Those concerned about negative effects of sober homes in their neighborhood shouldn’t be, according to the homes’ owner.

Sheila Haverkamp, who owns the two sober homes on Tyrol Drive that have come under scrutiny by neighbors, spoke to the Brainerd City Council’s safety and public works committee Monday, Oct. 18, following criticism at the previous meeting from those who live near the homes.

“The residents of our sober homes are also citizens of Brainerd,” Haverkamp said on behalf of those she serves through Burlington Recovery Homes. “... We desire to create opportunities for addicts, and we want to stand with them.”

With a recent property acquisition on Tamarac Street, Haverkamp operates five sober homes in Brainerd.

Concerns brought up by Tyrol Drive residents at the previous city council meeting Oct. 4 included noise — especially of motorcycles, too many cars parked on the street, vehicles driving too fast and creating hazards for children, and the worry of decreasing property values.

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At the time, Police Chief Mike Bestul said he was not aware of an excess of police calls at those homes or of concerns from neighbors, as he would certainly increase patrols if that was the case. Bestul and other city staffers investigated the safety concerns and did not find any significant issues, City Engineer and Public Works Director Paul Sandy told the committee Monday.

Throughout a week of tracking speeds on the road, Sandy said the highest speed recorded was 17 mph and noted it would be nearly impossible for a vehicle to go more than 30 mph.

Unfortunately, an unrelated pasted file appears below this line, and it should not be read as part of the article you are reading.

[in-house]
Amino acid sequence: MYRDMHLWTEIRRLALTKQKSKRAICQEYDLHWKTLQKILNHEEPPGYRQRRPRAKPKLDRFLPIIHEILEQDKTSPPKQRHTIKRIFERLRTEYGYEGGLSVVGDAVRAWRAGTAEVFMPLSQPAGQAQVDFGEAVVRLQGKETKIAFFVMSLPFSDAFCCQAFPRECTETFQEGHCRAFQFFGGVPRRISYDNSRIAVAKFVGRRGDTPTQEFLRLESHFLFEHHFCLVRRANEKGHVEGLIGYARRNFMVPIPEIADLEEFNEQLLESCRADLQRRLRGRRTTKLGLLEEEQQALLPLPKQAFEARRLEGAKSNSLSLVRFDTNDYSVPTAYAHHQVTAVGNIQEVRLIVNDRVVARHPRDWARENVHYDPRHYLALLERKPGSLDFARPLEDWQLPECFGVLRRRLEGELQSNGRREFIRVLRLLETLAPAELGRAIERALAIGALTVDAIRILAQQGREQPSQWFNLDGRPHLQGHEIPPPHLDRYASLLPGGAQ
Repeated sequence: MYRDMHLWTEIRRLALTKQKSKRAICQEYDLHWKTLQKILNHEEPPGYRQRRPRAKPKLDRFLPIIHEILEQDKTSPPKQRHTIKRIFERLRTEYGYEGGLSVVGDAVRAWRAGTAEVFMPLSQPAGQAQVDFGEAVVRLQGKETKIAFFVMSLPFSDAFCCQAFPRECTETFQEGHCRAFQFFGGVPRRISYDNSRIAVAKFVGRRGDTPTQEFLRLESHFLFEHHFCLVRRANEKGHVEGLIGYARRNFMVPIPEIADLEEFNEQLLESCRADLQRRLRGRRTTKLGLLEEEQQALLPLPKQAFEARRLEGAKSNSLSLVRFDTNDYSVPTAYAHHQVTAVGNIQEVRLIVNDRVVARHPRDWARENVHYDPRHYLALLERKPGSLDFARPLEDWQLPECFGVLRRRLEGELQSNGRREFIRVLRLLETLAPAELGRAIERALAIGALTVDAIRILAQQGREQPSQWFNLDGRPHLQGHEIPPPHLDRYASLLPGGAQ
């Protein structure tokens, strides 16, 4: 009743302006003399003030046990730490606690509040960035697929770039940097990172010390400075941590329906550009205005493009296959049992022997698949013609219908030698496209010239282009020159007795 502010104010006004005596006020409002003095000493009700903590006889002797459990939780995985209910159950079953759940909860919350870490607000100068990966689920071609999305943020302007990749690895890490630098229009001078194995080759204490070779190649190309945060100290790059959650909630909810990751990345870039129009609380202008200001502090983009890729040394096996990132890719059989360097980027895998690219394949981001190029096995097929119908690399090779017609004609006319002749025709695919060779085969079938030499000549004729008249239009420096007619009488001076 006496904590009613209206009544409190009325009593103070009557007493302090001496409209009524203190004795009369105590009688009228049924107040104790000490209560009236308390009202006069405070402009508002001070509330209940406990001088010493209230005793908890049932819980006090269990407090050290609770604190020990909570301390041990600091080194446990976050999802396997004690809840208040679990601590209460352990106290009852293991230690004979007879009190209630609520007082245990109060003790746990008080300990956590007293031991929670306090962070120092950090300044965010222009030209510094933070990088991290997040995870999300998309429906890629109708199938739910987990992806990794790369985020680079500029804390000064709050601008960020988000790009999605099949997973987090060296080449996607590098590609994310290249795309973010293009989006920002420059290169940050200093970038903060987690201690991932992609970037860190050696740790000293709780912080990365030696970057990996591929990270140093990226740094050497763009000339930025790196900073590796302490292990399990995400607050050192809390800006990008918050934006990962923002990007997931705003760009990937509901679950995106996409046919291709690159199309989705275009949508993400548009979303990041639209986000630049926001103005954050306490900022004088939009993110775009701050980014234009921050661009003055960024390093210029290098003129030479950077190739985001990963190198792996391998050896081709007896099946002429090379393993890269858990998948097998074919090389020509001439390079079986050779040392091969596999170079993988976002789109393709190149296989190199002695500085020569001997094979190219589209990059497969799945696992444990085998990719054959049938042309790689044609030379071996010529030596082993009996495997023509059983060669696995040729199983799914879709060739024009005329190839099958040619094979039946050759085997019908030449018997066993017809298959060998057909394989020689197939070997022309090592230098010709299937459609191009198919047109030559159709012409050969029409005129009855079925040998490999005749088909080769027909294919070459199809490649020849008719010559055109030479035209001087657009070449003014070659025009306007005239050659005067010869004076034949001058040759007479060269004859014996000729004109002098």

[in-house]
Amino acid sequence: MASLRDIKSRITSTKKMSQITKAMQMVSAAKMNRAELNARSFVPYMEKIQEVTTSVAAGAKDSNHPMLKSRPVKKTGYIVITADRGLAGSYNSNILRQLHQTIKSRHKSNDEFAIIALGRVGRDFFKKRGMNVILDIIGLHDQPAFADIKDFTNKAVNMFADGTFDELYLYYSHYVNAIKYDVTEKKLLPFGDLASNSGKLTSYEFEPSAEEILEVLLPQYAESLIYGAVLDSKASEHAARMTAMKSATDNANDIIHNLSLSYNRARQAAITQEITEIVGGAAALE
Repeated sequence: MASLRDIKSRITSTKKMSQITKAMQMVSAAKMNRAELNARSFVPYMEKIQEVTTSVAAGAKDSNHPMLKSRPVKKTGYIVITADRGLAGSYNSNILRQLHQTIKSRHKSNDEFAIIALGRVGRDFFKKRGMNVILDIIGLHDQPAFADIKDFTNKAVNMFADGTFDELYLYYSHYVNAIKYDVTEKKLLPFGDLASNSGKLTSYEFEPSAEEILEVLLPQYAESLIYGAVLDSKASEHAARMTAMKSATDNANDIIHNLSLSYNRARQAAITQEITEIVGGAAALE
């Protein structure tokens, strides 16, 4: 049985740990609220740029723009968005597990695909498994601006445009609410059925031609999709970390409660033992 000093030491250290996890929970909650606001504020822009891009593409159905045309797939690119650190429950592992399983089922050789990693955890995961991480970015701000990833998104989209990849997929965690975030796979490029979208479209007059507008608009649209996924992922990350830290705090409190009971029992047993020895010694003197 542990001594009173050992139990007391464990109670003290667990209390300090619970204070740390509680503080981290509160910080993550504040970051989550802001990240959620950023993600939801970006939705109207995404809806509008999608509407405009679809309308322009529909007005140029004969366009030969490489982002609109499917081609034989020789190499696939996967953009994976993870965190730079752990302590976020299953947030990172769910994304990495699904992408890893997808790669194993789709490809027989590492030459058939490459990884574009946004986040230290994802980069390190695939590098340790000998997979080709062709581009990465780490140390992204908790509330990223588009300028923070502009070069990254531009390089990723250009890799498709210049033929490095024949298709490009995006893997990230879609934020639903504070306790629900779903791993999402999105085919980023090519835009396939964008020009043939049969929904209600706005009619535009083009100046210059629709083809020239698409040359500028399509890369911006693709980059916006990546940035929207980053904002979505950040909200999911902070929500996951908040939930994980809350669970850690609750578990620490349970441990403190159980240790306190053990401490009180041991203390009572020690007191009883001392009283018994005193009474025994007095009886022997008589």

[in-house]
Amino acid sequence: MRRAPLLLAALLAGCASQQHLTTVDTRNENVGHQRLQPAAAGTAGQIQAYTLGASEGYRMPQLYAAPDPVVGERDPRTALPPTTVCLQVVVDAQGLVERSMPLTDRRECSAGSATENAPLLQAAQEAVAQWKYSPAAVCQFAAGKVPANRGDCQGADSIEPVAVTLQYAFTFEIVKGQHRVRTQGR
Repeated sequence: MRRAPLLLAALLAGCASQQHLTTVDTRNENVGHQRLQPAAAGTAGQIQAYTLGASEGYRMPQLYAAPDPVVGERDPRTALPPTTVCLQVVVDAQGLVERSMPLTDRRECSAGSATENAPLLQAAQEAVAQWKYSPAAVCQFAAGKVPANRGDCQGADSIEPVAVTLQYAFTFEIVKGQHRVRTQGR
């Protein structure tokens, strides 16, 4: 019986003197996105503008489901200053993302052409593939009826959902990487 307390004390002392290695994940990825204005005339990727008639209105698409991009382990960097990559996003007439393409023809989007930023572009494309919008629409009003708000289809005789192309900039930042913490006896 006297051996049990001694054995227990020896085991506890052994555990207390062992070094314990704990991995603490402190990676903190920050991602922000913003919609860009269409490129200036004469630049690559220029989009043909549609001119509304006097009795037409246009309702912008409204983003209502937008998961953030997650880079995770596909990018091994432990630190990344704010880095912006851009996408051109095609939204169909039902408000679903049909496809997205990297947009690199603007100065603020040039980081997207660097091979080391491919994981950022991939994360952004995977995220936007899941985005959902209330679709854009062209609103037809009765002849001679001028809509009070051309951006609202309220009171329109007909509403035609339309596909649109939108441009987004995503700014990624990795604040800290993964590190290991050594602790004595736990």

Haverkamp shared photos with the committee showing many other residents of Tyrol Drive also park on the street on a regular basis and noted there is more than enough parking space for the sober home residents. There is parking both in front of the house and in the back, accessible from Northwest Second Street. On average, Haverkamp said, her sober homes each have two to five cars. Even though there may be more residents living there, they do not all have vehicles. There may be vehicles parked on the street when residents have guests over, but that is no different than other homes in the neighborhood, she said.

Mayor Dave Badeaux added that Brainerd’s streets are designed for on-street parking and to ask people not to park there is ridiculous.

While there are two sober home residents with motorcycles, Haverkamp said another Tyrol Drive resident has one, too.

In terms of property values, Haverkamp brought records from Crow Wing County showing the market value of all properties on Tyrol Drive have increased since 2019 — when she bought the first sober home there. There was an increase of 2.59% from 2019 to 2020 and 8.02% from 2020 to 2021. Values are expected to further increase by 3.32% in 2022. Haverkamp noted she purchased both of her properties on Tyrol Drive at higher than the assessed values.

Lastly, in response to a petition signed by Tyrol Drive residents stating no more sober homes are wanted in the neighborhood, Haverkamp noted not everyone on the road signed it, as was stated at the previous council meeting. Residents from 16 of the 24 addresses — aside from the sober homes — on Tyrol Drive signed the petition. But petition aside, Haverkamp said she has heard the residents and has not pursued the last couple houses that went on the market on Tyrol Drive and instead has looked at properties in other parts of the city.